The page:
Review – A Silent Voice Volume 1 by Yoshitoki Oima

A Silent Voice Volume 1
By: Yoshitoki Oima
Translator: Steven LeCroy
Release Date: (Original Japanese) November 15, 2013;(English Translation) May 26, 2015
Publisher: Kodansha Comics
Series: A Silent Voice

I’ve recently been getting more manga from my local library than I used to. (They won’t acquire more if no one’s reading them, after all). But while they have a rather comprehensive who’s who of 1990s manga, more modern titles are often missing. Luckily, one of the series they’ve made sure to put on the shelves is A Silent Voice by Yoshitoki Oima.

Despite having a rather famous movie adaptation, I went into this series pretty much blind. I haven’t watched the movie and knew nothing of the plot beyond the very basics. A Silent Voice is the story of two middle schoolers – a boy named Shoya and a girl named Shoko. Shoko is a new transfer student and deaf. Shoya suffers from nothing greater than perpetual boredom, and begins to bully Shoko. The entire class joins in on Shoya’s bullying, with Shoko ultimately switching schools. Yet Shoya shoulders the blame of her dropping out of their school alone. Years later, at the end of high school, Shoya meets Shoko again.

Shoya is a rather normal sort of child when we first meet him. He’s a sort of ringleader, or at least appears to be one. The main issue he has is one of boredom and never knowing the lines between fun, over the top, and bullying lay. Shoya can be very mean, downright cruel sometimes. While I didn’t quite like him for much of the manga, I didn’t hate him. The mangaka is very careful about how his character is presented. Despite having a few friends that seem to more or less go along with his antics a separation is created between them quite early on, with one character saying that he couldn’t do any more daredevil antics after class because he had to go to cram school. While his mother tries her hardest to be involved in Shoya’s life, his sister is completely absent. Shoya seems to have more of a relationship (both good ones and bad ones) with the string of boyfriends his older sister goes through during the volume than he does with his own sister. These instances give him a softer edge, a more vulnerable side that is brought out a little more towards the end of the volume.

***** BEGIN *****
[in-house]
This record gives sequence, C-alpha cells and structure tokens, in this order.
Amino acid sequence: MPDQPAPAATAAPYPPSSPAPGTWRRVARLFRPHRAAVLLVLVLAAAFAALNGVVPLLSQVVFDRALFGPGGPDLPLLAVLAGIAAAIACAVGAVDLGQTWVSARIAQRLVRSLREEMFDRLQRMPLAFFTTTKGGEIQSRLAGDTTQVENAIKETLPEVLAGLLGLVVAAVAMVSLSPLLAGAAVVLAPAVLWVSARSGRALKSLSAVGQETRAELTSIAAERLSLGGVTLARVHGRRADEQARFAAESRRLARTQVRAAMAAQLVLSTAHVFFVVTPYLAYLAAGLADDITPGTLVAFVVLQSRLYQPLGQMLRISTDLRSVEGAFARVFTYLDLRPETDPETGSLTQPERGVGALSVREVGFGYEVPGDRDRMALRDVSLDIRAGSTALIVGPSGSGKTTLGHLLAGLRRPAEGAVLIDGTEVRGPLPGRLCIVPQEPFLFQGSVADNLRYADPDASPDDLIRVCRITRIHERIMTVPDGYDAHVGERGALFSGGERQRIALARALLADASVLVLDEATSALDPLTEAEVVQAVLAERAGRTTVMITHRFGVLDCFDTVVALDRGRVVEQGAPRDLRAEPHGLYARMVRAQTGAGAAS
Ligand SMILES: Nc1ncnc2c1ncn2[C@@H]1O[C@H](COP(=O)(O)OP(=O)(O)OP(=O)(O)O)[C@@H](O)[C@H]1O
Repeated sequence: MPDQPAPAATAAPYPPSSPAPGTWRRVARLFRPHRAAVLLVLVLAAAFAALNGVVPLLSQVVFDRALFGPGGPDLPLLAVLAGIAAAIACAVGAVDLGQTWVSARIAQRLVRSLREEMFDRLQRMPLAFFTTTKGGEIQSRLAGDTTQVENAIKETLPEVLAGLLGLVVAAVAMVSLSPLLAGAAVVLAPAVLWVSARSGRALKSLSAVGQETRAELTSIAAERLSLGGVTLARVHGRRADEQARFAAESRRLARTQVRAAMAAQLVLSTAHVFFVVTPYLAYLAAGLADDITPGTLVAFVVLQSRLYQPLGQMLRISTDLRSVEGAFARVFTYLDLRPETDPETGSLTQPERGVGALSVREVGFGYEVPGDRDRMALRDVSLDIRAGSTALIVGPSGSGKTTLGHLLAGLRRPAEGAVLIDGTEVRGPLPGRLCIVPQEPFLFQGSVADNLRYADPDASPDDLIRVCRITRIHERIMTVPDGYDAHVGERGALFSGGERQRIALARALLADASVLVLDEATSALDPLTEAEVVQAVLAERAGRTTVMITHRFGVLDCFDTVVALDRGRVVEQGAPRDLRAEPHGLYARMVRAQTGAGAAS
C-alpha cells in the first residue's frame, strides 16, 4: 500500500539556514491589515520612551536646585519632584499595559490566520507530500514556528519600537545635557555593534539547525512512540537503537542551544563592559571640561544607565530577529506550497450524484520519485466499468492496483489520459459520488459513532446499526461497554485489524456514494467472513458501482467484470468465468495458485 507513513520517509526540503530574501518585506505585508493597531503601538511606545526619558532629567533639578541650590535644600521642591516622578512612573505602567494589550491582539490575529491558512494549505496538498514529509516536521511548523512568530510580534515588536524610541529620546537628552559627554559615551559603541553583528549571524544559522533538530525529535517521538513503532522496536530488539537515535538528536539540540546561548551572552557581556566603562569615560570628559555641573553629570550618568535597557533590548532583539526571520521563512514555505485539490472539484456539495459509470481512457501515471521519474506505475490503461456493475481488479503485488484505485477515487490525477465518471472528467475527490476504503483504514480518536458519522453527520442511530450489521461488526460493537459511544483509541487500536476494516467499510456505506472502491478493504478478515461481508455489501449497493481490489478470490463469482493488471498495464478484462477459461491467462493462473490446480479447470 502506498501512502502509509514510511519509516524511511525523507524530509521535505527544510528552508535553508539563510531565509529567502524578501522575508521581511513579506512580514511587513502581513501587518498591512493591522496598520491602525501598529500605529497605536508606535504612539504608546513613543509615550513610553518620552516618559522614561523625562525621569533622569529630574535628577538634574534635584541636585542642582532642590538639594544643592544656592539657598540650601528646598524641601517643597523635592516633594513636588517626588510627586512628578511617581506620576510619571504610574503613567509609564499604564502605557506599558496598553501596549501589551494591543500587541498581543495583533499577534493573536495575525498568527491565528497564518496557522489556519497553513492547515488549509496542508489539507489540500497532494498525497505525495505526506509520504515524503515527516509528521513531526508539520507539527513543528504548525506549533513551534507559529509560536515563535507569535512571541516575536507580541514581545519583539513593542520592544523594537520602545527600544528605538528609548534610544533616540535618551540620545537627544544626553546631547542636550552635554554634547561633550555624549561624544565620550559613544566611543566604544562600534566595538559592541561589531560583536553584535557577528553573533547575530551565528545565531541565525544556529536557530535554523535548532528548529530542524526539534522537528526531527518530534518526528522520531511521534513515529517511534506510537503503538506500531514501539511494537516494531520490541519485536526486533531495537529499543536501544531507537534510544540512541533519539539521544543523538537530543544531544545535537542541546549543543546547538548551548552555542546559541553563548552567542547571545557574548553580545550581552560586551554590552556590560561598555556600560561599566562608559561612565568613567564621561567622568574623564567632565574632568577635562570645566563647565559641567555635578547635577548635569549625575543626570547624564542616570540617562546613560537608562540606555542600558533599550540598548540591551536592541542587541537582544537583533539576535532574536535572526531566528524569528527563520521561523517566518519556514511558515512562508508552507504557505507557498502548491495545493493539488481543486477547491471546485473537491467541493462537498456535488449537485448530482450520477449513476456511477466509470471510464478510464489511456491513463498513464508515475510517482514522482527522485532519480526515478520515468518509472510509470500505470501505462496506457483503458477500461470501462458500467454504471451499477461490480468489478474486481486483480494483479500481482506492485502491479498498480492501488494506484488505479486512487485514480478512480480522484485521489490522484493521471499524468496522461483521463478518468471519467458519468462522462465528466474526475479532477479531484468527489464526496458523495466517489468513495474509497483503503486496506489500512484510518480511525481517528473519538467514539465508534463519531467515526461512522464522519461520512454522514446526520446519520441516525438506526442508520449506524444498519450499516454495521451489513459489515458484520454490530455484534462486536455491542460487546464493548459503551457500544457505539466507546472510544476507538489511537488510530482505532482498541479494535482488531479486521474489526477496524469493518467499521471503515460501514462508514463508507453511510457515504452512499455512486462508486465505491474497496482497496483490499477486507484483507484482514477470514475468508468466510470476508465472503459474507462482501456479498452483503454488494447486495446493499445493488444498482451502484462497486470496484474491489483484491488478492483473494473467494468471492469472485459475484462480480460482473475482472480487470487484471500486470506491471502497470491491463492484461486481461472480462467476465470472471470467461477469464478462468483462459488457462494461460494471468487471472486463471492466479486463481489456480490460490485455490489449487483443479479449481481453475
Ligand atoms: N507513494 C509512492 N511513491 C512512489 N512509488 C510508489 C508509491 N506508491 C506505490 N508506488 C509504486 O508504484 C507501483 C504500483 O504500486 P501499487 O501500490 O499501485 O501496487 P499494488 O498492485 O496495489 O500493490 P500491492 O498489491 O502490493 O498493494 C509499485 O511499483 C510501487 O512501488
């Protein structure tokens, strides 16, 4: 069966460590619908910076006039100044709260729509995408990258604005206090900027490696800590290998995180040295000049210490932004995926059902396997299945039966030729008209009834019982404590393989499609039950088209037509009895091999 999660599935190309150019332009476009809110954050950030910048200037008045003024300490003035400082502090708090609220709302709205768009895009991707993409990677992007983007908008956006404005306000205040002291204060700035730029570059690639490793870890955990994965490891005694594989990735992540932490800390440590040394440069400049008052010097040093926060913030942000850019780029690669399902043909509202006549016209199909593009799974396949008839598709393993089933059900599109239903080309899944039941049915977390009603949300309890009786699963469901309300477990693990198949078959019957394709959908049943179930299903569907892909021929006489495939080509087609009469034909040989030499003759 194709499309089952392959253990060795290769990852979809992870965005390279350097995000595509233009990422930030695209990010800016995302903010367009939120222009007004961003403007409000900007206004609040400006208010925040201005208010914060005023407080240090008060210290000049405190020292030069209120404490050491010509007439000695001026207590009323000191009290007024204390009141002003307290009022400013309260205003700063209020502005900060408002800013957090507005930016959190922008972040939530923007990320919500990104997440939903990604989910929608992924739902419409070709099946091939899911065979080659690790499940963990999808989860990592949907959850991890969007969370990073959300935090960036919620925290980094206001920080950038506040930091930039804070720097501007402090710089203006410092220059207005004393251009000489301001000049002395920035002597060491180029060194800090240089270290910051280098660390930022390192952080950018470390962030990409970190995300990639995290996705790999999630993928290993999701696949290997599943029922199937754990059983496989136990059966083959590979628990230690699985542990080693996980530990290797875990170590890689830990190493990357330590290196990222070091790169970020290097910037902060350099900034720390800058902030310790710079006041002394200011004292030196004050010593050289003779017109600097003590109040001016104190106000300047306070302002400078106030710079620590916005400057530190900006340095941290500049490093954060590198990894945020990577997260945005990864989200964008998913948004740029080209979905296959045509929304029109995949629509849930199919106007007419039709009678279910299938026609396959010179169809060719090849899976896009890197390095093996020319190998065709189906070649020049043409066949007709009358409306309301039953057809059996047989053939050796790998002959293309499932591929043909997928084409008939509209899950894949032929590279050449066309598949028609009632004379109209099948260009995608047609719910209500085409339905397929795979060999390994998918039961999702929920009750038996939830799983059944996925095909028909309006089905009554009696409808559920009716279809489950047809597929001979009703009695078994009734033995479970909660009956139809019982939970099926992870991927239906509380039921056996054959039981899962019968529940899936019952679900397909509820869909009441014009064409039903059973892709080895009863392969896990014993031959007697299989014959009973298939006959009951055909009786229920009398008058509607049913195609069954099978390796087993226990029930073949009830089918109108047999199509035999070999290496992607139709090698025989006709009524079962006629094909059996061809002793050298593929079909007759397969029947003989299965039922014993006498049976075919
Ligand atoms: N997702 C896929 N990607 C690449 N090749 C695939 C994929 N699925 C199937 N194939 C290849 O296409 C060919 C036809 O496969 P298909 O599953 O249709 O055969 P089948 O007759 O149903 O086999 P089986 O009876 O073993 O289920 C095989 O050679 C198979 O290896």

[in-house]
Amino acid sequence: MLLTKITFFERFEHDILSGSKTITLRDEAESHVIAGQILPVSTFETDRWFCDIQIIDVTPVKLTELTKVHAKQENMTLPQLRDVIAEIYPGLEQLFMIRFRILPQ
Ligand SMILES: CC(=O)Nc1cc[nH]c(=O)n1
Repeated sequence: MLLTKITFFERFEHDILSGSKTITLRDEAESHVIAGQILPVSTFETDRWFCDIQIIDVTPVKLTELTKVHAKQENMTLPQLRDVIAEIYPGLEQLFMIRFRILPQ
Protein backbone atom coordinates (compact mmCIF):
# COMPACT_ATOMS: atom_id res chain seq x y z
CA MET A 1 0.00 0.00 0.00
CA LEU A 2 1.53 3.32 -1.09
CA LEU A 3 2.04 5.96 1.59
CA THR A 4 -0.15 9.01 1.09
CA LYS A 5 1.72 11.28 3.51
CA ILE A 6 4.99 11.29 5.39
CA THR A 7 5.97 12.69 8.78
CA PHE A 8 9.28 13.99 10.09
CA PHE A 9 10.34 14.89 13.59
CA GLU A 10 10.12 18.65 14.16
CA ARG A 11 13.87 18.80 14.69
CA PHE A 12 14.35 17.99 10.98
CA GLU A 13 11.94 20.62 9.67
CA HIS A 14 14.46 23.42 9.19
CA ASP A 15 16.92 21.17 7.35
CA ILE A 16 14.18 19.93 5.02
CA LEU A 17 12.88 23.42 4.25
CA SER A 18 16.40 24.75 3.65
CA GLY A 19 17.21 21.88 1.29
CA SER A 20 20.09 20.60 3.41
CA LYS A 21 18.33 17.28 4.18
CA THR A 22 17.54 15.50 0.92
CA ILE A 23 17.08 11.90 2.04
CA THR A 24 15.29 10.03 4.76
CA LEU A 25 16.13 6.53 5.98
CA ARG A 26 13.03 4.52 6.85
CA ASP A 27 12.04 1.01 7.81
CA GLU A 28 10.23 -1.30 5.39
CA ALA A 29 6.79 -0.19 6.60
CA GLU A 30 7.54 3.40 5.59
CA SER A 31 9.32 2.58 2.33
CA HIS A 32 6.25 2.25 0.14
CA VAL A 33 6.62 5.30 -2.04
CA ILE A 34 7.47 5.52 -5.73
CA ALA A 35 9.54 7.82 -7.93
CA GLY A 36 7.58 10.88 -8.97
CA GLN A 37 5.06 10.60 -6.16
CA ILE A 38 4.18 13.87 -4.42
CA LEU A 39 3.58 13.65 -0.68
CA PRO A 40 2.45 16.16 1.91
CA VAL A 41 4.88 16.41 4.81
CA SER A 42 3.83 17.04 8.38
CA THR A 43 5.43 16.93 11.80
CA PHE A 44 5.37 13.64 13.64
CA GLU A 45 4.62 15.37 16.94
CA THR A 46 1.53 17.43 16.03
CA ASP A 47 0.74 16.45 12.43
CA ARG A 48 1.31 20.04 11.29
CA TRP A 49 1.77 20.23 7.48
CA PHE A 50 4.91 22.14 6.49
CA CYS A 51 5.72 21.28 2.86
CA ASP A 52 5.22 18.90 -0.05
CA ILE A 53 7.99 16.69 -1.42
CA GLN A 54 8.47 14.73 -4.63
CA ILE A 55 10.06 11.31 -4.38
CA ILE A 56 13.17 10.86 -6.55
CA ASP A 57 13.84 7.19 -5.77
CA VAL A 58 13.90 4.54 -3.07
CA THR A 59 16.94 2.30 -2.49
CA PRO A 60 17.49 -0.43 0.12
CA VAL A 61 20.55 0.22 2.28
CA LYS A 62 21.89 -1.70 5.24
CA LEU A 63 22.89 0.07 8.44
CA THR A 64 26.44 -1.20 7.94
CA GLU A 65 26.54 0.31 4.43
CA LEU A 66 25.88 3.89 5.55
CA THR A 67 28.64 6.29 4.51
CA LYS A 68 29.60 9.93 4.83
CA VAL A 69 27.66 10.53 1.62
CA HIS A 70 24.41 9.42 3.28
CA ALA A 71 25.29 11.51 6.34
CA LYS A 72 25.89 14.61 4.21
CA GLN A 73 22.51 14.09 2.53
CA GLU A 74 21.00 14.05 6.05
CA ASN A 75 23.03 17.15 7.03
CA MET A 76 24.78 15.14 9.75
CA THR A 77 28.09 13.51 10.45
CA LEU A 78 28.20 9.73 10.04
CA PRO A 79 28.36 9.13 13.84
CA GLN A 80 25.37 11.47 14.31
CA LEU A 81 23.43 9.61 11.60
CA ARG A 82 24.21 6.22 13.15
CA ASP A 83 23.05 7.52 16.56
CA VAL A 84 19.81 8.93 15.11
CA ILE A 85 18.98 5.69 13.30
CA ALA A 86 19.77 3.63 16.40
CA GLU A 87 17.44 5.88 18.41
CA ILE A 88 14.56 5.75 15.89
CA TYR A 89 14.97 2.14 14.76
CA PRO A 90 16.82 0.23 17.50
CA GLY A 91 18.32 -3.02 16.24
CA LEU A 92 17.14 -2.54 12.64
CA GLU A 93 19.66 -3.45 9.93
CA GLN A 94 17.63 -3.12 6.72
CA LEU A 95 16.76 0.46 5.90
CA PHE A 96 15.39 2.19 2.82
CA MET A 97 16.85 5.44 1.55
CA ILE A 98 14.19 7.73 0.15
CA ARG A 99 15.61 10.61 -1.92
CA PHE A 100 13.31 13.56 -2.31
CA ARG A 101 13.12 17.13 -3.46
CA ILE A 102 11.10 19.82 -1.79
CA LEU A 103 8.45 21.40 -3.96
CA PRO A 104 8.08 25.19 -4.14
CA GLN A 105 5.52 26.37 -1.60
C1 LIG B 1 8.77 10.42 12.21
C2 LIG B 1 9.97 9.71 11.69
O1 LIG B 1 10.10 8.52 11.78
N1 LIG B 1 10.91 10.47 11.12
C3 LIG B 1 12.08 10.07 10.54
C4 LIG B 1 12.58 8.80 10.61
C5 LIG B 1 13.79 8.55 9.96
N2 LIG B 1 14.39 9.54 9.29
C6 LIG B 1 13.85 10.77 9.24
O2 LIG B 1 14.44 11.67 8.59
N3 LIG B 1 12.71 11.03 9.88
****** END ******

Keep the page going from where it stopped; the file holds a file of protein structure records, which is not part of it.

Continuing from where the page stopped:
I am very, very impressed with how much personality Shoko is given without saying almost anything throughout the volume. This is a visual medium, of course, so facial expressions play a good deal in this. But it is more than that. She is quiet both due to being deaf and relying on a notebook to communicate with her classmates, and because it is simply her nature. She’s strong, not only taking her bullying with a face that is normally rather passive, but even going so far as being kind to her aggressors. Yet, she doesn’t fight back in any meaningful way, at least not in the obvious ways most readers would assume.